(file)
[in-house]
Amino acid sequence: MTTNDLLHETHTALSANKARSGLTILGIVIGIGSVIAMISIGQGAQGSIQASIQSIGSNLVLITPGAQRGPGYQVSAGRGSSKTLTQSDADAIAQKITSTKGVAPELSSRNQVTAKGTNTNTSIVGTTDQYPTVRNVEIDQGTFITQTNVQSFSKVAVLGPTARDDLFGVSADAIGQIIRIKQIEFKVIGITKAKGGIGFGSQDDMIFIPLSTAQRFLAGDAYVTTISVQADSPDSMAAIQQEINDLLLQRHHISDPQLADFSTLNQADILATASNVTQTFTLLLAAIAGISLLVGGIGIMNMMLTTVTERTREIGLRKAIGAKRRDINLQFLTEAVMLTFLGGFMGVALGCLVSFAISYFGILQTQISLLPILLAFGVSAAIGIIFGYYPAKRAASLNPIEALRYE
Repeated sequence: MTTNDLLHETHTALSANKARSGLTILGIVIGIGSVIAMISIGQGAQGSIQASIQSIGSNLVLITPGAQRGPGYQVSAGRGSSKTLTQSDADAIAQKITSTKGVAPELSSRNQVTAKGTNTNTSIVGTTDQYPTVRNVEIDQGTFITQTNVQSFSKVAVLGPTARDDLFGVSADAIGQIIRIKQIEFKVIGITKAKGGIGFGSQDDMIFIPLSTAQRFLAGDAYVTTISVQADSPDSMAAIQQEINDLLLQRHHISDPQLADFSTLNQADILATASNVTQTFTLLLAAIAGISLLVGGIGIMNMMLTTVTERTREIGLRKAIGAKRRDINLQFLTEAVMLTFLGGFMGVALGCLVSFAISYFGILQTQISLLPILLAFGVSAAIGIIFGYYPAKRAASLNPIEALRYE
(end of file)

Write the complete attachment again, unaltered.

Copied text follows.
[in-house]
Amino acid sequence: MTTNDLLHETHTALSANKARSGLTILGIVIGIGSVIAMISIGQGAQGSIQASIQSIGSNLVLITPGAQRGPGYQVSAGRGSSKTLTQSDADAIAQKITSTKGVAPELSSRNQVTAKGTNTNTSIVGTTDQYPTVRNVEIDQGTFITQTNVQSFSKVAVLGPTARDDLFGVSADAIGQIIRIKQIEFKVIGITKAKGGIGFGSQDDMIFIPLSTAQRFLAGDAYVTTISVQADSPDSMAAIQQEINDLLLQRHHISDPQLADFSTLNQADILATASNVTQTFTLLLAAIAGISLLVGGIGIMNMMLTTVTERTREIGLRKAIGAKRRDINLQFLTEAVMLTFLGGFMGVALGCLVSFAISYFGILQTQISLLPILLAFGVSAAIGIIFGYYPAKRAASLNPIEALRYE
Repeated sequence: MTTNDLLHETHTALSANKARSGLTILGIVIGIGSVIAMISIGQGAQGSIQASIQSIGSNLVLITPGAQRGPGYQVSAGRGSSKTLTQSDADAIAQKITSTKGVAPELSSRNQVTAKGTNTNTSIVGTTDQYPTVRNVEIDQGTFITQTNVQSFSKVAVLGPTARDDLFGVSADAIGQIIRIKQIEFKVIGITKAKGGIGFGSQDDMIFIPLSTAQRFLAGDAYVTTISVQADSPDSMAAIQQEINDLLLQRHHISDPQLADFSTLNQADILATASNVTQTFTLLLAAIAGISLLVGGIGIMNMMLTTVTERTREIGLRKAIGAKRRDINLQFLTEAVMLTFLGGFMGVALGCLVSFAISYFGILQTQISLLPILLAFGVSAAIGIIFGYYPAKRAASLNPIEALRYE